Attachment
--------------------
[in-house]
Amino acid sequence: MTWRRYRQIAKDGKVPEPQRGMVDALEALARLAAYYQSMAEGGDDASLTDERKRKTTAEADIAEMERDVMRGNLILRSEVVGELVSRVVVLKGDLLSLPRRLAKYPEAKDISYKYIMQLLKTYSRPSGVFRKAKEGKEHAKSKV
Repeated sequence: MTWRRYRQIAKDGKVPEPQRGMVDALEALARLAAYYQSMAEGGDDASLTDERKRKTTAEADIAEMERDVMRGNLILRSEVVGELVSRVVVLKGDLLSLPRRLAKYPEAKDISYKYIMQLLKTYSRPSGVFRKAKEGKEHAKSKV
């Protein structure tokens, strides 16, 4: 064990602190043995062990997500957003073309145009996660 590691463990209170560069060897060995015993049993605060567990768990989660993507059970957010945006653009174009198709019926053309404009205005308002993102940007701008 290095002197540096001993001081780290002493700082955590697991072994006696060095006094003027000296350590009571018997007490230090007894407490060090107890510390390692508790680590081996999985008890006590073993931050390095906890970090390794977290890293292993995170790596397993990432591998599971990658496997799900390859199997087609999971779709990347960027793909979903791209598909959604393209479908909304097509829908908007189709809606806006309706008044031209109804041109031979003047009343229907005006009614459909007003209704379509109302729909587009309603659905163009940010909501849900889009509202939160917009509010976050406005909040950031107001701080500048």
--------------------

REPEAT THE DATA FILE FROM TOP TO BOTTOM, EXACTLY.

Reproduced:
[in-house]
Amino acid sequence: MTWRRYRQIAKDGKVPEPQRGMVDALEALARLAAYYQSMAEGGDDASLTDERKRKTTAEADIAEMERDVMRGNLILRSEVVGELVSRVVVLKGDLLSLPRRLAKYPEAKDISYKYIMQLLKTYSRPSGVFRKAKEGKEHAKSKV
Repeated sequence: MTWRRYRQIAKDGKVPEPQRGMVDALEALARLAAYYQSMAEGGDDASLTDERKRKTTAEADIAEMERDVMRGNLILRSEVVGELVSRVVVLKGDLLSLPRRLAKYPEAKDISYKYIMQLLKTYSRPSGVFRKAKEGKEHAKSKV
């Protein structure tokens, strides 16, 4: 064990602190043995062990997500957003073309145009996660 590691463990209170560069060897060995015993049993605060567990768990989660993507059970957010945006653009174009198709019926053309404009205005308002993102940007701008 290095002197540096001993001081780290002493700082955590697991072994006696060095006094003027000296350590009571018997007490230090007894407490060090107890510390390692508790680590081996999985008890006590073993931050390095906890970090390794977290890293292993995170790596397993990432591998599971990658496997799900390859199997087609999971779709990347960027793909979903791209598909959604393209479908909304097509829908908007189709809606806006309706008044031209109804041109031979003047009343229907005006009614459909007003209704379509109302729909587009309603659905163009940010909501849900889009509202939160917009509010976050406005909040950031107001701080500048």